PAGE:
Business Today

Dancing with the dragon

Despite niggling distrust, India and China talk trade.

Print Edition: February 10, 2008

Singh and Jiabao
Singh and his counterpart Jiabao
It was Prime Minister Manmohan Singh’s first official visit to China and the communist country was at its charming best. In the three days that Singh spent in Beijing, he and his counterpart, Premier Wen Jiabao, ended up signing 11 agreements in diverse areas, including economic planning, housing, health and culture, and land management. The two premiers also promised to work towards boosting bilateral trade (in calendar 2007, China is expected to have displaced the US as India’s biggest trading partner) from $38.6 billion (Rs 1.5 lakh crore) at present, to $60 billion (2.4 lakh crore) by 2010.

But what gave the business honchos accompanying Singh from India the jitters were talks of a regional trading agreement (RTA) with China. “There are apprehensions that India might become a dumping ground for Chinese goods at the cost of the Indian manufacturing sector in case things are not spelt out,” says an official in the Commerce Ministry. Adds Srikant Kondapalli, a China expert at Jawaharlal Nehru University: “Any such RTA would be heavily loaded in favour of China and could end up further increasing India’s trade deficit with China of $10 billion (Rs 40,000 crore).”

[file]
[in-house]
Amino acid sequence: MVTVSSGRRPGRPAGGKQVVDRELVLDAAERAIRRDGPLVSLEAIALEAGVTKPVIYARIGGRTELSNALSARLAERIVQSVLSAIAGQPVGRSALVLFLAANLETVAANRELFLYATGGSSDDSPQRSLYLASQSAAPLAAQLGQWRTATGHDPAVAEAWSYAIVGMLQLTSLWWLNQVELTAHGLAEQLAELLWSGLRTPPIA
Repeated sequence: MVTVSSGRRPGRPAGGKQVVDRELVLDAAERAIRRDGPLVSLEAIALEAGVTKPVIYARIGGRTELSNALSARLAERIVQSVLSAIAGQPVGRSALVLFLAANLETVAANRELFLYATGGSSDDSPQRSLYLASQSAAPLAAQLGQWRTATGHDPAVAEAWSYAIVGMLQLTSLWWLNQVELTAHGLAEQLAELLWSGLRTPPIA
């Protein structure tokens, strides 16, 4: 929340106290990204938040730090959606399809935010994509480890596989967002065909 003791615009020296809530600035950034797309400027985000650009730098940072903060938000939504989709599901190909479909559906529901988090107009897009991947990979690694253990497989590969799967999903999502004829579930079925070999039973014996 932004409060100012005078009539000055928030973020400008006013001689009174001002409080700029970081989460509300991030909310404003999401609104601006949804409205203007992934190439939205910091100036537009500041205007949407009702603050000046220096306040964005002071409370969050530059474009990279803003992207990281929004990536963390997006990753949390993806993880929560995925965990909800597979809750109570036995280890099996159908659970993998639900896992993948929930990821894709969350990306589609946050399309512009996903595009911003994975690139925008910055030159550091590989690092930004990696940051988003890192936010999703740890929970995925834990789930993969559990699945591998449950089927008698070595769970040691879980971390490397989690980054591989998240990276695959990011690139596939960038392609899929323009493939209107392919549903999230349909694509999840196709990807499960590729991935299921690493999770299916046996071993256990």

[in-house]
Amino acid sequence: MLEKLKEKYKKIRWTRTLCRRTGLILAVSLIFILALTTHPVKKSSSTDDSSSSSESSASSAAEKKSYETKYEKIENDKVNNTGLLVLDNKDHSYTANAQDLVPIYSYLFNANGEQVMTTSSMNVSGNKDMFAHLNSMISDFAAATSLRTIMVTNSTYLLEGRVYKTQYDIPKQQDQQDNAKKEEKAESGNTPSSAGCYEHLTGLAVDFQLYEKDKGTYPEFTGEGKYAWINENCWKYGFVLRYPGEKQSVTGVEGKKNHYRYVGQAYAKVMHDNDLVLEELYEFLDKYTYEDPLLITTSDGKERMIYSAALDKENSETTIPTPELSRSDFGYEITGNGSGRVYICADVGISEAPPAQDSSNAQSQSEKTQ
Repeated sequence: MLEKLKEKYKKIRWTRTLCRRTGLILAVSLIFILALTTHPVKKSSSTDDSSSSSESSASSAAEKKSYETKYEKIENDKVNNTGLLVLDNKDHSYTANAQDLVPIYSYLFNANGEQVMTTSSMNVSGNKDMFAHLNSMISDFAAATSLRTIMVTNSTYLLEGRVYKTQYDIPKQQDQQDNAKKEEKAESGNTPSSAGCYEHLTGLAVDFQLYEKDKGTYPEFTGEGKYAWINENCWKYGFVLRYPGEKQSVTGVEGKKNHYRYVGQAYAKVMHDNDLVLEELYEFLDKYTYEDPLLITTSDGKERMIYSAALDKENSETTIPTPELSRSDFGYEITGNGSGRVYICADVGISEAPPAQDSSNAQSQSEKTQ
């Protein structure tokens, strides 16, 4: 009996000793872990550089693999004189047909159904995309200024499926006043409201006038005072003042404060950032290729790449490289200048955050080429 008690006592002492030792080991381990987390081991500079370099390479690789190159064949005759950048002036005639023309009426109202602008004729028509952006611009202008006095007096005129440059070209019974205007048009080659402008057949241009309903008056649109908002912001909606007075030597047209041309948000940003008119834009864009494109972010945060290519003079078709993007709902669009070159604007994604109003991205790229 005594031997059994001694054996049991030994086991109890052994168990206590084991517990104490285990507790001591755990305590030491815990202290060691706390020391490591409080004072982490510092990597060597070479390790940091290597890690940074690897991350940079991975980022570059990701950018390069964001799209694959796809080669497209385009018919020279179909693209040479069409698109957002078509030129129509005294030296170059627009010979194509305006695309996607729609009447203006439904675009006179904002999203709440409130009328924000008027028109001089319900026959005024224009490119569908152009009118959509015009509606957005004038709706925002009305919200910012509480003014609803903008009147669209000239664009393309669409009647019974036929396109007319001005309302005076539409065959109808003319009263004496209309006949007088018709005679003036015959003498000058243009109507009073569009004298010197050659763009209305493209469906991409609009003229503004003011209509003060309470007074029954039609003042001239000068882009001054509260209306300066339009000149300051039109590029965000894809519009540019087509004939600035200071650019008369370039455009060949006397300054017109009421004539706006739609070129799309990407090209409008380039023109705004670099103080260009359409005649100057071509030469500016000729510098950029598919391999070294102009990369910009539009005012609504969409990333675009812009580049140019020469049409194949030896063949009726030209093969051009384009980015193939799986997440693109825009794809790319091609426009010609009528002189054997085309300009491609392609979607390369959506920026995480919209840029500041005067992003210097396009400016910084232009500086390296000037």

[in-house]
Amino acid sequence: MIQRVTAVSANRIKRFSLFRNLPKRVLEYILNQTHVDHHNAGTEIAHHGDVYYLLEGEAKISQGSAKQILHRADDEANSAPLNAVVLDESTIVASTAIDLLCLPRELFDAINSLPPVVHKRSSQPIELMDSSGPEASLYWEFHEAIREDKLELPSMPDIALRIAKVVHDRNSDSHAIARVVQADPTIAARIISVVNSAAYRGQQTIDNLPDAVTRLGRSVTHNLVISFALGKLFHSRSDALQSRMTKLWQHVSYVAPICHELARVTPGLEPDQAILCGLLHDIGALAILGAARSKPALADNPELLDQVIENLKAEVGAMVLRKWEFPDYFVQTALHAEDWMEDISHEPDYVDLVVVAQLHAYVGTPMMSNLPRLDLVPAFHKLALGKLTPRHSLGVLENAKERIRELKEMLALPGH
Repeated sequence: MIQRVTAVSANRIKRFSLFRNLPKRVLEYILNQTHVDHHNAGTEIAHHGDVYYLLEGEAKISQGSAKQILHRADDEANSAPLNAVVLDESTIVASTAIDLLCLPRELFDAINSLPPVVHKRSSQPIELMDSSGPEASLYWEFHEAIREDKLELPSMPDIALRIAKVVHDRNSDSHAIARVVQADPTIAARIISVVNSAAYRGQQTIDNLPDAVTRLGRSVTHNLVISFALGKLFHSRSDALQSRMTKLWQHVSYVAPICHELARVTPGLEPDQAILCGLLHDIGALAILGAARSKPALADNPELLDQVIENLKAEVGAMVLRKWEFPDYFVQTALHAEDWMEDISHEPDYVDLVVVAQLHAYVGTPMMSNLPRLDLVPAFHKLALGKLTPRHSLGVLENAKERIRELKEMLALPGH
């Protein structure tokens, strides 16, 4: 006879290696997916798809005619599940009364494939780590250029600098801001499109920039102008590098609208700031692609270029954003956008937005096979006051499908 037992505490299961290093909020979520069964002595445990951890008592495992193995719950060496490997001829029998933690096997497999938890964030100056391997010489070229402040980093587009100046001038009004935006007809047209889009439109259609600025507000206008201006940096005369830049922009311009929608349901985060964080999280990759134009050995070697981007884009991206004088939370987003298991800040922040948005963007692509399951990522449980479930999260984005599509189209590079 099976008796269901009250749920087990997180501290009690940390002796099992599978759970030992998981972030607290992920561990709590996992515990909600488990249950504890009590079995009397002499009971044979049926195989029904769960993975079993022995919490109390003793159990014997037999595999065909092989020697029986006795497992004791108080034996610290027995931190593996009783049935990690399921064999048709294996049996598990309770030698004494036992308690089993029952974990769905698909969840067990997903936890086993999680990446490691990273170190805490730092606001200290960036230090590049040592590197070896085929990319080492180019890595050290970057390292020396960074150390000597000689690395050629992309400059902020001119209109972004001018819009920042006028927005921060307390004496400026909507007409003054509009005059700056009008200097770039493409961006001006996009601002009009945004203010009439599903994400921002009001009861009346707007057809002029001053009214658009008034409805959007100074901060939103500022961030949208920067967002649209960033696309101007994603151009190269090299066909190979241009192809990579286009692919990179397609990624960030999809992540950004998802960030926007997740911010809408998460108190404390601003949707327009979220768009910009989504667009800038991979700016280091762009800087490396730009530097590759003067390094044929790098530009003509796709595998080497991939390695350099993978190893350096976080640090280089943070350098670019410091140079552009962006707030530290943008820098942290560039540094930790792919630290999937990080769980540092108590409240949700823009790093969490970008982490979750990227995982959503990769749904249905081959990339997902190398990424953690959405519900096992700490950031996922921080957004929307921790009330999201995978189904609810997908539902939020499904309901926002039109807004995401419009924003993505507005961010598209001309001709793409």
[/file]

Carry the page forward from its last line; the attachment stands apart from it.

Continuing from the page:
Predictably, industry chambers are coming up with caveats that could act as barriers to a deluge of imports from China. “The RTA must include a product safety clause between the two countries,” says Anjan Roy, Senior Economist with FICCI, who has been studying China closely. “Last year, the US was flooded with Chinese products that were produced using poisonous substances like lead.” Meanwhile, the two countries have signed a protocol on tobacco and are in discussions for greater trade in fruits and vegetables produced in India. China is a big market for tobacco, and it buys from different countries. Union Commerce Minister Kamal Nath says that if India is able to supply good quality tobacco at competitive prices, then “India will get a piece of the Chinese market”.

Trade between the two countries has been surging—it jumped 53 per cent to $25 billion in calendar 2006 and then to $39 billion in 2007. “India-China trade would grow even faster if the discussions during the PM’s visit fructify in 2008,” says Nath. Industry will be keeping a close eye on the trade figures.

— Amit Mukherjee

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